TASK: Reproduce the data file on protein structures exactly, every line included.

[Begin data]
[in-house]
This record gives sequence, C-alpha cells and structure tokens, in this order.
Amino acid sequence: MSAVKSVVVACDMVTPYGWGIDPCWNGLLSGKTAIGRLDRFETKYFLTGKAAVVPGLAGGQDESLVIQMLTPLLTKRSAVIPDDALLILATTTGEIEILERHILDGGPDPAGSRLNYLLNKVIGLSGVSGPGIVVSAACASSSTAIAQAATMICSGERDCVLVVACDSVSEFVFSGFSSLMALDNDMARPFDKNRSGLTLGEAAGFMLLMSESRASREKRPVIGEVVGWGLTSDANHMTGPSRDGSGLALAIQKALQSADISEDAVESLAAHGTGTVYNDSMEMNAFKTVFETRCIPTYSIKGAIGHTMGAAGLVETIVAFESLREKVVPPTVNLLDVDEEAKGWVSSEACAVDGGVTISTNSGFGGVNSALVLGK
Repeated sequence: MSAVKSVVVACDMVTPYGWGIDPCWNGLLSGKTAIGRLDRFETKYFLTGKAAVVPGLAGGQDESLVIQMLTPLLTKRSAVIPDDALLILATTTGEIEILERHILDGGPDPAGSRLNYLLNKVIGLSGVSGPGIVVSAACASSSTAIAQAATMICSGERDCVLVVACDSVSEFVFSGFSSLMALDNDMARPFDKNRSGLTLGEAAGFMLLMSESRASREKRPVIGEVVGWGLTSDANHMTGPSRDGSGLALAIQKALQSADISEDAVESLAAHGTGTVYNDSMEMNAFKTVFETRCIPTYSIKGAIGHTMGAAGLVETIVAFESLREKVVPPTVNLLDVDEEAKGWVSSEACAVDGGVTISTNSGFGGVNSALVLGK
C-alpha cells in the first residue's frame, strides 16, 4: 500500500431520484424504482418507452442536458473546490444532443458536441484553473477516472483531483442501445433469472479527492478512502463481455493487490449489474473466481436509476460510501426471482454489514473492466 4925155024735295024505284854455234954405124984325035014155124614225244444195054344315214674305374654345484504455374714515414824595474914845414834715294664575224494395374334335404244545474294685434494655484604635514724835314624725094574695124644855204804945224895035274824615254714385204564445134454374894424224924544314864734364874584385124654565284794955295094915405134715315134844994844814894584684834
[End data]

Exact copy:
[in-house]
This record gives sequence, C-alpha cells and structure tokens, in this order.
Amino acid sequence: MSAVKSVVVACDMVTPYGWGIDPCWNGLLSGKTAIGRLDRFETKYFLTGKAAVVPGLAGGQDESLVIQMLTPLLTKRSAVIPDDALLILATTTGEIEILERHILDGGPDPAGSRLNYLLNKVIGLSGVSGPGIVVSAACASSSTAIAQAATMICSGERDCVLVVACDSVSEFVFSGFSSLMALDNDMARPFDKNRSGLTLGEAAGFMLLMSESRASREKRPVIGEVVGWGLTSDANHMTGPSRDGSGLALAIQKALQSADISEDAVESLAAHGTGTVYNDSMEMNAFKTVFETRCIPTYSIKGAIGHTMGAAGLVETIVAFESLREKVVPPTVNLLDVDEEAKGWVSSEACAVDGGVTISTNSGFGGVNSALVLGK
Repeated sequence: MSAVKSVVVACDMVTPYGWGIDPCWNGLLSGKTAIGRLDRFETKYFLTGKAAVVPGLAGGQDESLVIQMLTPLLTKRSAVIPDDALLILATTTGEIEILERHILDGGPDPAGSRLNYLLNKVIGLSGVSGPGIVVSAACASSSTAIAQAATMICSGERDCVLVVACDSVSEFVFSGFSSLMALDNDMARPFDKNRSGLTLGEAAGFMLLMSESRASREKRPVIGEVVGWGLTSDANHMTGPSRDGSGLALAIQKALQSADISEDAVESLAAHGTGTVYNDSMEMNAFKTVFETRCIPTYSIKGAIGHTMGAAGLVETIVAFESLREKVVPPTVNLLDVDEEAKGWVSSEACAVDGGVTISTNSGFGGVNSALVLGK
C-alpha cells in the first residue's frame, strides 16, 4: 500500500431520484424504482418507452442536458473546490444532443458536441484553473477516472483531483442501445433469472479527492478512502463481455493487490449489474473466481436509476460510501426471482454489514473492466 4925155024735295024505284854455234954405124984325035014155124614225244444195054344315214674305374654345484504455374714515414824595474914845414834715294664575224494395374334335404244545474294685434494655484604635514724835314624725094574695124644855204804945224895035274824615254714385204564445134454374894424224924544314864734364874584385124654565284794955295094915405134715315134844994844814894584684834